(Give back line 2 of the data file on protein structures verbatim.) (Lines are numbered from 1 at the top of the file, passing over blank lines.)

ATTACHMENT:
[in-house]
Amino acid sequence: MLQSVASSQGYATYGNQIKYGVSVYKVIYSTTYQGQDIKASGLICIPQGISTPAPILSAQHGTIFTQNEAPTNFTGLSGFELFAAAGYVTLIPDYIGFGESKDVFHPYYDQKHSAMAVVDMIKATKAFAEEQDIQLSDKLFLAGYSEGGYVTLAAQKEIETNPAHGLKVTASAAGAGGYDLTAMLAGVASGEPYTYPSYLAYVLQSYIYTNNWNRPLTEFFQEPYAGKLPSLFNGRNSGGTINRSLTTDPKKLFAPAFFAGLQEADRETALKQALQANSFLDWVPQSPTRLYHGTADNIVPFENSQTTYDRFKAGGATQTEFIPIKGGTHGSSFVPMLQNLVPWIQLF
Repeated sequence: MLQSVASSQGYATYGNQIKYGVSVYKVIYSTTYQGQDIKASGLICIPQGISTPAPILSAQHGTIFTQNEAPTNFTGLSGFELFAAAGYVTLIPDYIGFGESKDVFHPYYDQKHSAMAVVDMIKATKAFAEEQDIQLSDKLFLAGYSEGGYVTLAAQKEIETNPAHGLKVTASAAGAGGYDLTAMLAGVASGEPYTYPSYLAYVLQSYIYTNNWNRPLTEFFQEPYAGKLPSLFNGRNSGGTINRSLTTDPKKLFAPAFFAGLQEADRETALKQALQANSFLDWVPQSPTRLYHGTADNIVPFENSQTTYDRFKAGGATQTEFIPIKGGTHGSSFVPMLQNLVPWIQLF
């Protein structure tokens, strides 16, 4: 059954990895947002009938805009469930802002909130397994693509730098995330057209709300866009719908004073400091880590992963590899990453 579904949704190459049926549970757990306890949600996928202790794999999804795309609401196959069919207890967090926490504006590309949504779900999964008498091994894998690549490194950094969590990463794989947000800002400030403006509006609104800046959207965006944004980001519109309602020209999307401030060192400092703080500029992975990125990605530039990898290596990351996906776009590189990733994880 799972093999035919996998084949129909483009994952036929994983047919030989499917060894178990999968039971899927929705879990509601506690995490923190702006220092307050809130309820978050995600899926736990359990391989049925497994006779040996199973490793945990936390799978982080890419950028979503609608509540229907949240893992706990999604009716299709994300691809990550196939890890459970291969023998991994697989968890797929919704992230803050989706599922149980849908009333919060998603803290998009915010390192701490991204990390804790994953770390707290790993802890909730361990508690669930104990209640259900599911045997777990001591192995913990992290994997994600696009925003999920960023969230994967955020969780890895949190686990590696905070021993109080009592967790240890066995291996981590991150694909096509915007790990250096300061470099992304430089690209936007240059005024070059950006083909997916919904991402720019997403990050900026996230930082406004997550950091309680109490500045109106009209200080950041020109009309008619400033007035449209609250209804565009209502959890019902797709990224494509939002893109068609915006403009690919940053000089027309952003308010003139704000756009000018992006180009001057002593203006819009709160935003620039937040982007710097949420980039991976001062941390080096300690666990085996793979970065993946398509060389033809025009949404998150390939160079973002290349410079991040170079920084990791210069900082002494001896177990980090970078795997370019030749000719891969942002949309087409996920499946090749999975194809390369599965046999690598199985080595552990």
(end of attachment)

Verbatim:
Amino acid sequence: MLQSVASSQGYATYGNQIKYGVSVYKVIYSTTYQGQDIKASGLICIPQGISTPAPILSAQHGTIFTQNEAPTNFTGLSGFELFAAAGYVTLIPDYIGFGESKDVFHPYYDQKHSAMAVVDMIKATKAFAEEQDIQLSDKLFLAGYSEGGYVTLAAQKEIETNPAHGLKVTASAAGAGGYDLTAMLAGVASGEPYTYPSYLAYVLQSYIYTNNWNRPLTEFFQEPYAGKLPSLFNGRNSGGTINRSLTTDPKKLFAPAFFAGLQEADRETALKQALQANSFLDWVPQSPTRLYHGTADNIVPFENSQTTYDRFKAGGATQTEFIPIKGGTHGSSFVPMLQNLVPWIQLF